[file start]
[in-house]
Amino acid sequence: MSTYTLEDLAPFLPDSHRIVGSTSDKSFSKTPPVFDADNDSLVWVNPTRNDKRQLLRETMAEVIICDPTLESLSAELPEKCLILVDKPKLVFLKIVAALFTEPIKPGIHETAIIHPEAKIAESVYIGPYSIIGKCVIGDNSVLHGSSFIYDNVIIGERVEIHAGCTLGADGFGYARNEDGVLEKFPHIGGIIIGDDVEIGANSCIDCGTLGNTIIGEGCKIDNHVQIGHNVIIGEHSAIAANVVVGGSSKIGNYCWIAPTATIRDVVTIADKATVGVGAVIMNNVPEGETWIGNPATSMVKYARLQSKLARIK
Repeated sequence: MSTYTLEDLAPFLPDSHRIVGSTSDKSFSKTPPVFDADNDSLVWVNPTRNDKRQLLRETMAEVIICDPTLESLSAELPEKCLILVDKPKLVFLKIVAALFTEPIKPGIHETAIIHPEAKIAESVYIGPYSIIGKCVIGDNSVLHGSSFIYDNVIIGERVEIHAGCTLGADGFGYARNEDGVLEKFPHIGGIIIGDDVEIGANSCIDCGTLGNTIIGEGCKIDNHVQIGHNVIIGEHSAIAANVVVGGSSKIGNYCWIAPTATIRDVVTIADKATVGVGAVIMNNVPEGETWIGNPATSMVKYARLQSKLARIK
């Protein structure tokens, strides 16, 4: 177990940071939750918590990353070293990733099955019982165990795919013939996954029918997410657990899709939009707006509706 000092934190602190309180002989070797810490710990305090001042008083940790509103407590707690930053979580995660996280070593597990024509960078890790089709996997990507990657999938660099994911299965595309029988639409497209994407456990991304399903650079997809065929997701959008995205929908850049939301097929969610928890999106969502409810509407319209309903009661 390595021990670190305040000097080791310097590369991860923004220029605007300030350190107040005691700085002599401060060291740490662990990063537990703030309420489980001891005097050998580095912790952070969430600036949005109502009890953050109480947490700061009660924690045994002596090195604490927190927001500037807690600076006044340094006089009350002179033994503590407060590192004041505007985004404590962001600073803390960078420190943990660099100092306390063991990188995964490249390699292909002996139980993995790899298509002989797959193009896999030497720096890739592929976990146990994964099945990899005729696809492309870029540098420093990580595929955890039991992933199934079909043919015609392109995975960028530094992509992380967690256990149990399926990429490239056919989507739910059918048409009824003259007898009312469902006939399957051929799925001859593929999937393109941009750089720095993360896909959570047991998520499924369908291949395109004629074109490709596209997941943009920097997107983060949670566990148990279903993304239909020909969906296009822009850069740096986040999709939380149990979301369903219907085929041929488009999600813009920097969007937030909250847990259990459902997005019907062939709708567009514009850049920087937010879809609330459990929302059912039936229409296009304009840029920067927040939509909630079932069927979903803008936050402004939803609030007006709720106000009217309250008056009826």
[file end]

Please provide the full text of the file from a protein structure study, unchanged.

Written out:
[in-house]
Amino acid sequence: MSTYTLEDLAPFLPDSHRIVGSTSDKSFSKTPPVFDADNDSLVWVNPTRNDKRQLLRETMAEVIICDPTLESLSAELPEKCLILVDKPKLVFLKIVAALFTEPIKPGIHETAIIHPEAKIAESVYIGPYSIIGKCVIGDNSVLHGSSFIYDNVIIGERVEIHAGCTLGADGFGYARNEDGVLEKFPHIGGIIIGDDVEIGANSCIDCGTLGNTIIGEGCKIDNHVQIGHNVIIGEHSAIAANVVVGGSSKIGNYCWIAPTATIRDVVTIADKATVGVGAVIMNNVPEGETWIGNPATSMVKYARLQSKLARIK
Repeated sequence: MSTYTLEDLAPFLPDSHRIVGSTSDKSFSKTPPVFDADNDSLVWVNPTRNDKRQLLRETMAEVIICDPTLESLSAELPEKCLILVDKPKLVFLKIVAALFTEPIKPGIHETAIIHPEAKIAESVYIGPYSIIGKCVIGDNSVLHGSSFIYDNVIIGERVEIHAGCTLGADGFGYARNEDGVLEKFPHIGGIIIGDDVEIGANSCIDCGTLGNTIIGEGCKIDNHVQIGHNVIIGEHSAIAANVVVGGSSKIGNYCWIAPTATIRDVVTIADKATVGVGAVIMNNVPEGETWIGNPATSMVKYARLQSKLARIK
């Protein structure tokens, strides 16, 4: 177990940071939750918590990353070293990733099955019982165990795919013939996954029918997410657990899709939009707006509706 000092934190602190309180002989070797810490710990305090001042008083940790509103407590707690930053979580995660996280070593597990024509960078890790089709996997990507990657999938660099994911299965595309029988639409497209994407456990991304399903650079997809065929997701959008995205929908850049939301097929969610928890999106969502409810509407319209309903009661 390595021990670190305040000097080791310097590369991860923004220029605007300030350190107040005691700085002599401060060291740490662990990063537990703030309420489980001891005097050998580095912790952070969430600036949005109502009890953050109480947490700061009660924690045994002596090195604490927190927001500037807690600076006044340094006089009350002179033994503590407060590192004041505007985004404590962001600073803390960078420190943990660099100092306390063991990188995964490249390699292909002996139980993995790899298509002989797959193009896999030497720096890739592929976990146990994964099945990899005729696809492309870029540098420093990580595929955890039991992933199934079909043919015609392109995975960028530094992509992380967690256990149990399926990429490239056919989507739910059918048409009824003259007898009312469902006939399957051929799925001859593929999937393109941009750089720095993360896909959570047991998520499924369908291949395109004629074109490709596209997941943009920097997107983060949670566990148990279903993304239909020909969906296009822009850069740096986040999709939380149990979301369903219907085929041929488009999600813009920097969007937030909250847990259990459902997005019907062939709708567009514009850049920087937010879809609330459990929302059912039936229409296009304009840029920067927040939509909630079932069927979903803008936050402004939803609030007006709720106000009217309250008056009826």